From the January 2012 issue of HealthCare Business News magazine
A sluggish economy and health care reform have driven more hospitals to use existing CT systems, or find low-cost replacements.
But while refurbished CT equipment sales seem to be escalating, demand is still flat across the board, according to Charles Gauthier, general manager of Imaging Services, an independent service provider located in Streamwood, Ill.
“This year, we have seen an uptick in refurbishment as an alternative to new CT equipment, compared to the last two years,” he says. “But sales are still not what they were [before the economic downturn].”
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Industry experts agree that both new and refurbished 16-slice CT scanners have been 2011’s hottest commodity.
“80 percent of customers want 16-slice,” says Randal Walker, VP of sales for Genesis Medical Imaging, an independent service provider in Huntley, Ill. “It makes sense when you look at the way Medicare Episode Risk Groups are set up. For reimbursement rates, that is truly the sweet spot.”
Many buyers are focusing on exactly what they need to get the job done, and a 16-slice provides just that, according to Chad Book, regional sales executive for C&G Technologies, a CT scanner equipment and service provider in Jeffersonville, Ind.
“This sometimes means [buyers] will back away from higher dollar systems such as a 64-slice scanner,” he adds.
Demand has been highest for refurbished GE LightSpeed 16 CT scanners, due to parts and services being readily available nationally and internationally, according to Walker. Meanwhile, in his experience, Siemens 64-slice CT scanners have been the least in demand, on account of the Siemens Stratton CT Tube costing $250,000, he said.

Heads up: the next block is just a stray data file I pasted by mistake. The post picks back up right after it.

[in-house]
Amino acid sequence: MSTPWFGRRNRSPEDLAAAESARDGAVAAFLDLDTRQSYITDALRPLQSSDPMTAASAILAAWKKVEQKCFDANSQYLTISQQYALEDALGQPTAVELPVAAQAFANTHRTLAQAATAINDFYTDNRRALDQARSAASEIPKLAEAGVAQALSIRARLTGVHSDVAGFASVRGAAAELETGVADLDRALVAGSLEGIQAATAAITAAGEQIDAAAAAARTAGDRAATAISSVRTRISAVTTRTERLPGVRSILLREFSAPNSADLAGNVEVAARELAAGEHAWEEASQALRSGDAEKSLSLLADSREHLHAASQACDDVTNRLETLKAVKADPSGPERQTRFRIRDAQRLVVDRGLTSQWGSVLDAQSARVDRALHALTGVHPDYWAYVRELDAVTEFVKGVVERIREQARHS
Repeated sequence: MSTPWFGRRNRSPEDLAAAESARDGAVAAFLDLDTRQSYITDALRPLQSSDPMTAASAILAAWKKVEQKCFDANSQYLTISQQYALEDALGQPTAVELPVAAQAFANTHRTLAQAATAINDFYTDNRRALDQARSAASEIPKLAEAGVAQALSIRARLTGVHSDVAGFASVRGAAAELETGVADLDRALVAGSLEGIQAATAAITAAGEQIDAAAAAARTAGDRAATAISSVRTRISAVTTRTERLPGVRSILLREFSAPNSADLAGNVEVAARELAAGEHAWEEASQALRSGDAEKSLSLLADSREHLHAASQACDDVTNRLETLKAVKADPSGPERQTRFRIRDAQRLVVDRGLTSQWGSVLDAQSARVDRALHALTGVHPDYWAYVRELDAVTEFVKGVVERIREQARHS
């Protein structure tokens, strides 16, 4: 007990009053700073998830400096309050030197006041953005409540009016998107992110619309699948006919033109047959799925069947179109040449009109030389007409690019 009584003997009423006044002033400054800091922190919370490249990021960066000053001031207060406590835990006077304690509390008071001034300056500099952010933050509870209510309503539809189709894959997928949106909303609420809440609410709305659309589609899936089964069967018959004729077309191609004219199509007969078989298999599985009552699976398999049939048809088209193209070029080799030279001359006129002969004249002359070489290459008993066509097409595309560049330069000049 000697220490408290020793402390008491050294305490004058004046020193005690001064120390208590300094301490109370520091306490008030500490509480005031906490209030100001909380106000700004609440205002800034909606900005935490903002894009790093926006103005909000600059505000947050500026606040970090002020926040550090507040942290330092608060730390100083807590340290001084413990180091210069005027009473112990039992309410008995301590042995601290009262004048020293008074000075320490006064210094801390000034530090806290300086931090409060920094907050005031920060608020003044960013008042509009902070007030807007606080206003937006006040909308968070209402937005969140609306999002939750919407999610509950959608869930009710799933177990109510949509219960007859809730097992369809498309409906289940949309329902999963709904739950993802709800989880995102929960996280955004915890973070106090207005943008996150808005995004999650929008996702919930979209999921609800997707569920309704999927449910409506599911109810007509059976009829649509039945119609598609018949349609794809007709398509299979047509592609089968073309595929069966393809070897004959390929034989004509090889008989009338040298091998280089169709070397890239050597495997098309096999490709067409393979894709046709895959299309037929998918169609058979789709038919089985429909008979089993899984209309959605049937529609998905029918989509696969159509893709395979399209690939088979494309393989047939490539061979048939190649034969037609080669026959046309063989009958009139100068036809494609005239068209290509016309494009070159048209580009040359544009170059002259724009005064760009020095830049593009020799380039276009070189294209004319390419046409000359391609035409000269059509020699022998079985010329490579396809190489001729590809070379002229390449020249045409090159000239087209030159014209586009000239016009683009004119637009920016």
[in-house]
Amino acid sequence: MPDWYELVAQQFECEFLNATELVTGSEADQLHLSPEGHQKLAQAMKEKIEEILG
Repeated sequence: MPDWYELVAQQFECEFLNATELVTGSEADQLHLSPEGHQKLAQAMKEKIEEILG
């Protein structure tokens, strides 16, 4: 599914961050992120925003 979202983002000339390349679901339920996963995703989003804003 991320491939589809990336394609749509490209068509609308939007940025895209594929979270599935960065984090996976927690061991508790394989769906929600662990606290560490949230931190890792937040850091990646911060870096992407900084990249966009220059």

“And no one is going to make a replacement [for the Siemens Stratton CT Tube] anytime soon,” adds Walker.
In the refurbished CT industry, above 64-slice is still relatively uncommon, according to Book.
“This is due to the lack of scanners at that level on the market,” he says, adding that he expects more 64-slice CT scanners to come online shortly.
Among new CT technologies that have yet to be sold as refurbished is Siemens' Somatom Definition Flash, a Dual Source CT system. CT 2011: Focused on Dose, a report published in December by research firm KLAS, also found that Siemens’ system was end-users’ top pick for dose-lowering capability as well as overall performance. But while demand for this equipment new was initially high, Walker says he would be “shocked” if anyone bought or sold it as refurbished.
“You can only get maintenance from Siemens and the cost is more than $45,000 over a GE LightSpeed VCT 64 per year for maintenance,” says Walker.
Looking forward, Walker predicts Toshiba’s CT equipment is going to have a significant presence in the refurbished CT market in 2012. He notes that between 2005 and 2010, Toshiba owned the CT market, so the first wave of the company’s equipment will begin to come off the five-year lease or purchase cycle.
“The nice thing about where we are sitting is we don’t ever look out the front window to see where we are going – we look at the rearview mirror,” Walker adds.
Although he notes that health care reform will take several years to roll out, resulting in continued “ambiguity and uncertainty” for the CT market’s refurbishment side, Gauthier is optimistic about the future.
“We see [refurbished CT equipment] as an increasing option or alternative for customers that need to refresh their equipment, but need to maintain their cash or capital reserves,” he says.
The international market is also seeing a growing demand for refurbished CT, according to Book.
“There is no reason to expect that to slow down,” he adds.